In the case of J.S. v. Blue Mountain School District, a case decided by the Middle District Court of Pennsylvania, another judge reached the opposite conclusion. 

 

In J.S., the student created a MySpace profile that indicated the principal was a pedophile and sex addict. Just as in Layshock, the student created this profile outside of school and also used the principal’s picture from the district’s webpage. The student in J.S. was also disciplined and claimed First Amendment Protections. The court started with the proposition that, simply put, lewd, vulgar, indecent and plainly offensive speech are not protected in the school setting. The court further indicated that the difference between off-campus and on-campus speech has become more blurred with advent of the internet and other technology. In addition, the court looked at the Layshock case and explained that the profile in that case was far less vulgar or offensive that the one in the case before it. Thus, the court found the speech was not protected and that the student could be disciplined without offending First Amendment right. 

 

It is expected that the Third Circuit Court of Appeals will be called upon to sort out these two cases, or similar cases, at some point. However, for now it appears that students are free to be lewd without discipline in this context, so long as they don’t get too lewd, and leaving school personnel to guess when speech is lewd but so lewd as to not be protected speech.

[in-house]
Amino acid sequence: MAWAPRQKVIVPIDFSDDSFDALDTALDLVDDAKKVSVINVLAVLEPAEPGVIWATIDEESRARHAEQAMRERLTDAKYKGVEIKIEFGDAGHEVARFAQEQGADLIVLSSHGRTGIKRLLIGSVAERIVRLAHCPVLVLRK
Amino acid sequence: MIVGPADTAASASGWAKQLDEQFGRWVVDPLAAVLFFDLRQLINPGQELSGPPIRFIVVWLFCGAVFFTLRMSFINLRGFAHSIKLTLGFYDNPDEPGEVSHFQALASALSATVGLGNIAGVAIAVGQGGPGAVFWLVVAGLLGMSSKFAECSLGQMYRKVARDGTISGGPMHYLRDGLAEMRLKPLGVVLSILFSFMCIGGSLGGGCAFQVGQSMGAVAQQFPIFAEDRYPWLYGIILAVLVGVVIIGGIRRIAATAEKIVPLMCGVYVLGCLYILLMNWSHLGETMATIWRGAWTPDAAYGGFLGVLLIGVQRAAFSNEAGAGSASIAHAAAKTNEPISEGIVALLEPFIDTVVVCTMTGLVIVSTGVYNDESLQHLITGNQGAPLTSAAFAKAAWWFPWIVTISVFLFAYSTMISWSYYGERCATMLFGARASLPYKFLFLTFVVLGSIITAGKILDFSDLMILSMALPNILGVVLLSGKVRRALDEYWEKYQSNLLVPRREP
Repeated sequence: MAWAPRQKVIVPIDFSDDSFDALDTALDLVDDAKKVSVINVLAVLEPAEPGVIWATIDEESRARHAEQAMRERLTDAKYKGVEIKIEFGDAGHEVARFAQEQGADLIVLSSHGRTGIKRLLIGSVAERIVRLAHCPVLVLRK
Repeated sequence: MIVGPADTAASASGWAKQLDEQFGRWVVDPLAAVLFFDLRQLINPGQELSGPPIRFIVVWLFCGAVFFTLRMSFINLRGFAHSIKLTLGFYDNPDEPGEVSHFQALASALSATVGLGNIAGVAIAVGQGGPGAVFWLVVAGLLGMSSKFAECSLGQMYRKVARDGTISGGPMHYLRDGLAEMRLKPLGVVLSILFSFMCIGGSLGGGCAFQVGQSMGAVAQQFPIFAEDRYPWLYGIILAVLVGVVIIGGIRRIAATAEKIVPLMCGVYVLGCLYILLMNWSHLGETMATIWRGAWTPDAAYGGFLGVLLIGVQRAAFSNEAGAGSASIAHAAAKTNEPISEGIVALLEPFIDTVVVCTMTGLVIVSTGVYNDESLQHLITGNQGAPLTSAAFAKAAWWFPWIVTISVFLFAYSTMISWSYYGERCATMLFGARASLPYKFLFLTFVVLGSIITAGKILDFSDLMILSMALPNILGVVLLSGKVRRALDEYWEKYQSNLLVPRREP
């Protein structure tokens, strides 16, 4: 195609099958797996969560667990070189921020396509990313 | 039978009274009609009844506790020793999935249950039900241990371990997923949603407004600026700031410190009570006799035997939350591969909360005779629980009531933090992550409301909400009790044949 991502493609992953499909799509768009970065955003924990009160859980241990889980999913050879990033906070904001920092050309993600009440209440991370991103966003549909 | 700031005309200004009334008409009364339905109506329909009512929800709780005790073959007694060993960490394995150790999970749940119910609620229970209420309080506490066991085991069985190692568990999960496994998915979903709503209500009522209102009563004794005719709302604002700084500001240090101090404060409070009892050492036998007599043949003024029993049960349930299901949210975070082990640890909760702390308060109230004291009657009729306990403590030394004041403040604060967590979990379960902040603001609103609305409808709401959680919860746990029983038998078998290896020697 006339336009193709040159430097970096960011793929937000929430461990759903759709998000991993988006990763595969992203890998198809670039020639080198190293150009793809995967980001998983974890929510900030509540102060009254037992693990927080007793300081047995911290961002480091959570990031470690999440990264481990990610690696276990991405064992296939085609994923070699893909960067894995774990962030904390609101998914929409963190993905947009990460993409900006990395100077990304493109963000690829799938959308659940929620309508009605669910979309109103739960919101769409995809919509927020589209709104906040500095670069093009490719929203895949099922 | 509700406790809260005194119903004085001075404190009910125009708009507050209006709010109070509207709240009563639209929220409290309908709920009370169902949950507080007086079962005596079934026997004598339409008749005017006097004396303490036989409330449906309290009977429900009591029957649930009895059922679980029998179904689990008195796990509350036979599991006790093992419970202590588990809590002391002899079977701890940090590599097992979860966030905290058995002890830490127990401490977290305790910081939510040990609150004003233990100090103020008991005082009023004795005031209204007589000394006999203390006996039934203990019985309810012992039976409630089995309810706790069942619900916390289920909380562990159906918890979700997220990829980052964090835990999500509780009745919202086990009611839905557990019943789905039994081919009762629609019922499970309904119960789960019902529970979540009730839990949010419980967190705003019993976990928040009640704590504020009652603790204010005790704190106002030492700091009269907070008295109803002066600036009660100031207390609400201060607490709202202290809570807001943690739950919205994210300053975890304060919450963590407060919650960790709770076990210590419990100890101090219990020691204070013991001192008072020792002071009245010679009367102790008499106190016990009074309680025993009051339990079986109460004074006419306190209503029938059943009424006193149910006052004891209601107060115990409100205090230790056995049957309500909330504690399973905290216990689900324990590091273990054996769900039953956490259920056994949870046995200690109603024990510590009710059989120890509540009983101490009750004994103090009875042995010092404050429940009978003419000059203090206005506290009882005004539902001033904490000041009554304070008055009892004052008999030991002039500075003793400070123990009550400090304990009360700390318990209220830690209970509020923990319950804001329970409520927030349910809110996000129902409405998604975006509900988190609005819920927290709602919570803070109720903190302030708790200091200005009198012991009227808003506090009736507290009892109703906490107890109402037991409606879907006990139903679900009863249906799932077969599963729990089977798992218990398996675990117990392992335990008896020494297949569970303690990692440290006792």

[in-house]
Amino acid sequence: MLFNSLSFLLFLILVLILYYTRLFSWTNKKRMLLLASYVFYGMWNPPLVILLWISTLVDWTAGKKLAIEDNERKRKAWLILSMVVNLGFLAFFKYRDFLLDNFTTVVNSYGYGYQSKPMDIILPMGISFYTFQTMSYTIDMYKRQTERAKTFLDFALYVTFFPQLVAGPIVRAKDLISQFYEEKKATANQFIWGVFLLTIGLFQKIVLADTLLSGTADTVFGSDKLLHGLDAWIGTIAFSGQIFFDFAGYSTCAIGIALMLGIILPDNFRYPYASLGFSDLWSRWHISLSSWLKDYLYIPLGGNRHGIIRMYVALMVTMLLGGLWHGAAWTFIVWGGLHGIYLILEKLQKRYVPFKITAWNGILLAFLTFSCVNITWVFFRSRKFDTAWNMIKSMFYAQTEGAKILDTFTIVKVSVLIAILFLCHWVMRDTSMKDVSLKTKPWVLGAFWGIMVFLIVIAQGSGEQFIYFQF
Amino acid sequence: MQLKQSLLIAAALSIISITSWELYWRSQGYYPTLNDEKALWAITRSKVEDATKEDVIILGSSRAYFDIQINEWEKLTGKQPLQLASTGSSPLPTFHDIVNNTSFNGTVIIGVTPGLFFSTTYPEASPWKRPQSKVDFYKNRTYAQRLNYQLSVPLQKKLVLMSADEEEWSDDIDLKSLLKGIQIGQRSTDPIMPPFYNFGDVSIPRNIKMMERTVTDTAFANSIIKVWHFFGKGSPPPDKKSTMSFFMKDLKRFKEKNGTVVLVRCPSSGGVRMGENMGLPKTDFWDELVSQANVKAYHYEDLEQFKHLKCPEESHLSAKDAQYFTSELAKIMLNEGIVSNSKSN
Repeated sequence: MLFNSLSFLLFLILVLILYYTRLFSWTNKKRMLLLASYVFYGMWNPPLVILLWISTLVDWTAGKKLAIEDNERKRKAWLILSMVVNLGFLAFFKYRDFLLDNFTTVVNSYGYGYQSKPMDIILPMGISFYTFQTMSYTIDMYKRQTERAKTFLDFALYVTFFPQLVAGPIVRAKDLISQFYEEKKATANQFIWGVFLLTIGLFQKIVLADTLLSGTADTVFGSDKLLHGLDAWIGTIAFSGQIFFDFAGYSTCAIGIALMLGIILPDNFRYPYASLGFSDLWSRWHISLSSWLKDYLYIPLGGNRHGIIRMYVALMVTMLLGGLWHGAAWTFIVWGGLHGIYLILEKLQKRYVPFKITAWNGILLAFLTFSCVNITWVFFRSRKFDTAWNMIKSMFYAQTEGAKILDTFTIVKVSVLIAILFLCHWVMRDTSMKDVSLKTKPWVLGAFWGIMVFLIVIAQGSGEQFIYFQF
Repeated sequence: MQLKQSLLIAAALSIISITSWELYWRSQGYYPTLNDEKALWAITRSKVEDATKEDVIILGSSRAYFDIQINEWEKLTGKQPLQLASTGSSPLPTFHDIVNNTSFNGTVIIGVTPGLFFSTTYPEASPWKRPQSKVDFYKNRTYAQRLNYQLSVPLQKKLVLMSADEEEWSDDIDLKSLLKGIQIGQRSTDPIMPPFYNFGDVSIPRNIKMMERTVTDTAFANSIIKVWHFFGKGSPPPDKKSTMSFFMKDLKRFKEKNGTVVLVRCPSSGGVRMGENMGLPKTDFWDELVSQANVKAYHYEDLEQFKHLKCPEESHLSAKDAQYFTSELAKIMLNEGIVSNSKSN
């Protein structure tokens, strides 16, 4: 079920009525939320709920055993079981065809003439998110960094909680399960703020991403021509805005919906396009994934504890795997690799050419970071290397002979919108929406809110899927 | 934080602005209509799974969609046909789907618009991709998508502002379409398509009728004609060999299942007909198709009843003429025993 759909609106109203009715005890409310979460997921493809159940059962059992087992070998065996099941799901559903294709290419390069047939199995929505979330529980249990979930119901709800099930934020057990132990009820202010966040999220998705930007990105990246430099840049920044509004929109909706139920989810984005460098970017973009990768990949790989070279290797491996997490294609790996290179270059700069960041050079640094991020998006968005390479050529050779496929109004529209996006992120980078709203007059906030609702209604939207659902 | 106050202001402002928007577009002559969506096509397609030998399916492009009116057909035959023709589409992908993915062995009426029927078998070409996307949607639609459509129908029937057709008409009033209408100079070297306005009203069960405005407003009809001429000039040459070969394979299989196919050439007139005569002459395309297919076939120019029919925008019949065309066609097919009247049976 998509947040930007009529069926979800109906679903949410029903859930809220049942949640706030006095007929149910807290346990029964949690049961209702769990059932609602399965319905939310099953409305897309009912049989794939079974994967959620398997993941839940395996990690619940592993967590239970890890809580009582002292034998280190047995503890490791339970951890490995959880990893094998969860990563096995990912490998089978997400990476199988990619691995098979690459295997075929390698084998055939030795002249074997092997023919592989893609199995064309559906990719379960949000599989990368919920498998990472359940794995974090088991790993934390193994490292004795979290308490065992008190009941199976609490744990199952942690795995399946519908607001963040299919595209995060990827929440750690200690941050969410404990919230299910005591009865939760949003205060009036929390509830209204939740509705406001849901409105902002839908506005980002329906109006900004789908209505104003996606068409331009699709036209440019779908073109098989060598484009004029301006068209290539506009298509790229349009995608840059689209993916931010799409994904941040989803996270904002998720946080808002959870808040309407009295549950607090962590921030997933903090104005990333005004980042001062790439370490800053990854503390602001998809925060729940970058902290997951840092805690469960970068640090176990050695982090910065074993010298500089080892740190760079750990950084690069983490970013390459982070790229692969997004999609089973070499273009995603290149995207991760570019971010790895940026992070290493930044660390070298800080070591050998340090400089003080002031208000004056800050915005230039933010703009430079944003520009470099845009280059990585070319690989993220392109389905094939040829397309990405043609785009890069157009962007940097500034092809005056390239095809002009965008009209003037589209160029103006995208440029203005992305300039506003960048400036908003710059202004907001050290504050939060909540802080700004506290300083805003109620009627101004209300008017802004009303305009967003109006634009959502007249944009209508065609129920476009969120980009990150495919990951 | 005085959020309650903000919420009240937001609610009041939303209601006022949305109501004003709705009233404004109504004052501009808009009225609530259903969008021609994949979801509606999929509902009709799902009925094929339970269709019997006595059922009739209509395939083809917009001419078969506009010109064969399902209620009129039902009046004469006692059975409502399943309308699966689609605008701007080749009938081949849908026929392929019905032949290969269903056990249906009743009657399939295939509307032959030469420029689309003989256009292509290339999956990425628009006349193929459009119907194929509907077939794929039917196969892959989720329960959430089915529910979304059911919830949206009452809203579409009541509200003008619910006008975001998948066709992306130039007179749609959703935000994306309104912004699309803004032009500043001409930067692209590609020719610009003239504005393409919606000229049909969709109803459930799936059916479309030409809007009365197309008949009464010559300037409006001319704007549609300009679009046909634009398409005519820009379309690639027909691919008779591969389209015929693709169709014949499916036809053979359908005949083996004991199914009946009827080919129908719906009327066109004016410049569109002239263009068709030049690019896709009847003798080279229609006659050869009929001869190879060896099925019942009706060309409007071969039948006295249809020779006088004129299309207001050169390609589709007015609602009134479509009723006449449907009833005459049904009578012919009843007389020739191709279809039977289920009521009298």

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Dave - December 10, 2008 1:40 PM

I'd like to see courts establish (if they haven't yet) that bringing off-campus speech to campus and sharing it with others is an act of on-campus speech.

I think that would help clarify these situations. If John publishes something online from home and sends it to Ralph's home email address, and Ralph views it at school and shows other students at school, then Ralph would be at fault. Decisions regarding whether John is at fault would then be reduced to determining whether John intended for his off-campus speech to be used to disrupt school.

I suppose there are also issues with defining the extent to which schools are responsible for the positive growth of a child. This is something that education itself is having trouble with (if students suffer throughout their K-12 career because they enter Kindergarten unprepared, do schools have a responsibility to try to influence the students' lives before they enter Kindergarten?). I think a definition here would probably have to come from legislature, but maybe the courts could interpret existing laws requiring free public education?